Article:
Seeing is believing: Functions fuel HMI demand

Our annual Product Roundup of HMI software and operator interface hardware reveals that technological advances in development should sustain current market growth over the next few years.

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By Rick Pedraza, Digital Managing Editor

PRICES FOR HMI software and operator interface (OI) hardware in the discrete and process manufacturing industries have been falling steadily over the past few years, according to industry market researchers at Frost & Sullivan.

Some price declines have been a result of lower-quality, lower-priced imports entering the market, the study states, but maturing market conditions also have played a role.

"There is an increase in demand for web-based HMIs that offer reduced operating costs,” notes Frost research analyst A.S. Udayachandra. “On the other hand, it’s created more concerns about company security. The possibility of people accessing vital information and deliberately causing disruption and acts of terrorism raises the need to address the issue of security."

Udayachandra adds manufacturers of new HMI products must provide potential customers with adequate precautionary measures, especially for web-based systems, and that this can be done through infrastructure and access protection measures.

Venture Development Corp. says the North American market for industrial OI terminals totaled $659 million last year, with shipments expected to grow 7.3% to $760 million in 2006. HMI software revenue derived from North American markets totaled $244 million last year, VDC reports, and is expected to reach $281 million in 2006.

Jim Taylor, VDC’s industrial automation and control director, says the market for OI terminals was the largest among all the hardware product types VDC studied. This market also is expected to have the largest growth in dollar volume through 2006. The high demand for graphic terminal products is a result of the shift away from graphic monitors, he says, and to some extent from PC-based solutions.
The largest share of these HMI software revenues come from end-user applications, Taylor says, with smaller shares for OEM and system integrator applications. However, a major shift is forecast, with the share for OEM and systems integrator applications expected to be the largest in 2006, according to Taylor.

Similarly, new technologies and form factors are responsible for much HMI software growth, according to market analysis by ARC Advisory Group. Its forecast through 2008 shows the influence of regulatory requirements, such as the U.S. Food and Drug Administration’s 21 CFR Part 11 rules and the TREAD act, which demand electronic tracking and tracing capabilities from HMI software. This evolution, says ARC, will continue as HMI software becomes a component of current web-based architectures, and as web services emerge to become the next delivery system for presentation and control processes.


Product Roundup:
HMI Software and OI Hardware

Third-Party Hearty Integration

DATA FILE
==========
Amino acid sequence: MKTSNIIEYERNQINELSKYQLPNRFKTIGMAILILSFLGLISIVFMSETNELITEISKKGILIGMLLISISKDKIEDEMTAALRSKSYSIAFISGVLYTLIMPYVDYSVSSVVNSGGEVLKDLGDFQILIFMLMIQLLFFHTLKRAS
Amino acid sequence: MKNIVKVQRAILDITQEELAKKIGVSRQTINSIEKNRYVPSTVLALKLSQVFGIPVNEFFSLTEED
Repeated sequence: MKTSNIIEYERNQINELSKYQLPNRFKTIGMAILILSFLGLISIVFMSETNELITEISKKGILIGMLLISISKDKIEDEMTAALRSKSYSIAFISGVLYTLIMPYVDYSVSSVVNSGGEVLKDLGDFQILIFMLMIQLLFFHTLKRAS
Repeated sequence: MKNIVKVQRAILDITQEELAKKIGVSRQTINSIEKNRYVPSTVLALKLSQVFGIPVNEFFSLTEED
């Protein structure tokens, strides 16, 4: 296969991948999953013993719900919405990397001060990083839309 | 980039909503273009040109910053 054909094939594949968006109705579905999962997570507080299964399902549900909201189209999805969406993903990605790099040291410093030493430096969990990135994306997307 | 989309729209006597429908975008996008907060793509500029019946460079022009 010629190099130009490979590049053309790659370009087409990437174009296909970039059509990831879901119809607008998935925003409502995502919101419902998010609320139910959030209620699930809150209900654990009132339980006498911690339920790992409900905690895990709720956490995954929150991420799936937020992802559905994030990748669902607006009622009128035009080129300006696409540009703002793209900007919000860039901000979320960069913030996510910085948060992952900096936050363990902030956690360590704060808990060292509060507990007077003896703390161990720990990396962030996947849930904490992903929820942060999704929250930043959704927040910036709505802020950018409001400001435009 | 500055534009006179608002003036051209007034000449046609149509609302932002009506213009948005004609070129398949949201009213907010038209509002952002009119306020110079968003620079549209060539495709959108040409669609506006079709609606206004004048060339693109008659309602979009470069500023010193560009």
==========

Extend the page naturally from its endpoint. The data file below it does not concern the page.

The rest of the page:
iFix 4.0 automation software has an extendable architecture that handles PLC information, including configuration and tags. Automated configuration capabilities support the Siemens S7 PLC, Allen-Bradley PLC networks and other OPC sources. Users can drill into tag details, instantly trend variables, view enterprise data through hosted portal displays, and deliver thin-client connectivity to SCADA nodes through terminal services. GE Fanuc; 800/GE FANUC; www.gefanuc.com

Bigger Monitor Fits Neatly
LSX19 industrial flat-panel monitor has wide viewing angles and enhanced brightness, a higher temperature range, and native modeSXGA resolution. The 19-in. display is designed for complete mechanical and electrical interchangeability with an 18-in. installed base, and uses the same cut out, mounting scheme, power, and interface. Christensen Display Products; 425/222-3800; www.christensendisplay.com

Vividly Touchable Visibility
Touchscreens are available with 256-color and high-pixel resolution. The units have expansion digital I/O modules for basic PLC control, Ethernet support to remotely monitor equipment, CompactFlash, data storage, a large memory capacity, and options for several communication methods. The touchscreens work standalone, or communicate with many PLC brands with the Ethernet/IP protocol. IDEC; 408/745-5215; www.idec.com

Do It Yourself HMI Instruments
Developers toolkit helps machinery HMIs use the latest Microsoft .NET technologies, providing two 100% managed code components that plug into Visual Studio 2003 and 2005. Instrumentation .NET components provide more than 50 different user interface components, including gauges, meters, sliders, switches and trend charts. Software Toolbox; 704/849-2773; www.softwaretoolbox.com

Touch and Go Get Connected
InstantHMI 4.0 bundles with Windows CE .NET touch panels in 5.7 and 12.1-in. sizes. Connectivity features include three serial ports (RS-232/485 configurable), an Ethernet port, and three USB 2.0 ports. The built-in CompactFlash card slot and 44-pin IDE interface provide storage options. The system can be customized with specialized interfaces, pre-programmed tag databases and graphical screens. Software Horizons; 800/664-2000; www.shorizons.com

PC Scalable to Best Fit
Industrial panel PC has an Intel Pentium 4, a rugged enclosure, and a drop-in design for plug-and-play use. It is available in a 12.1-in. SVGA or XGA LCD, and in a 17-in. SXGA LCD, with wide viewing angles, high contrast ratios and high brightness. Temperature range is 0-50 ºC, and integrated touchscreen options (four-wire and seven-wire) are available. Apollo Display Technologies; 631/580-4360; www.apollodisplays.com

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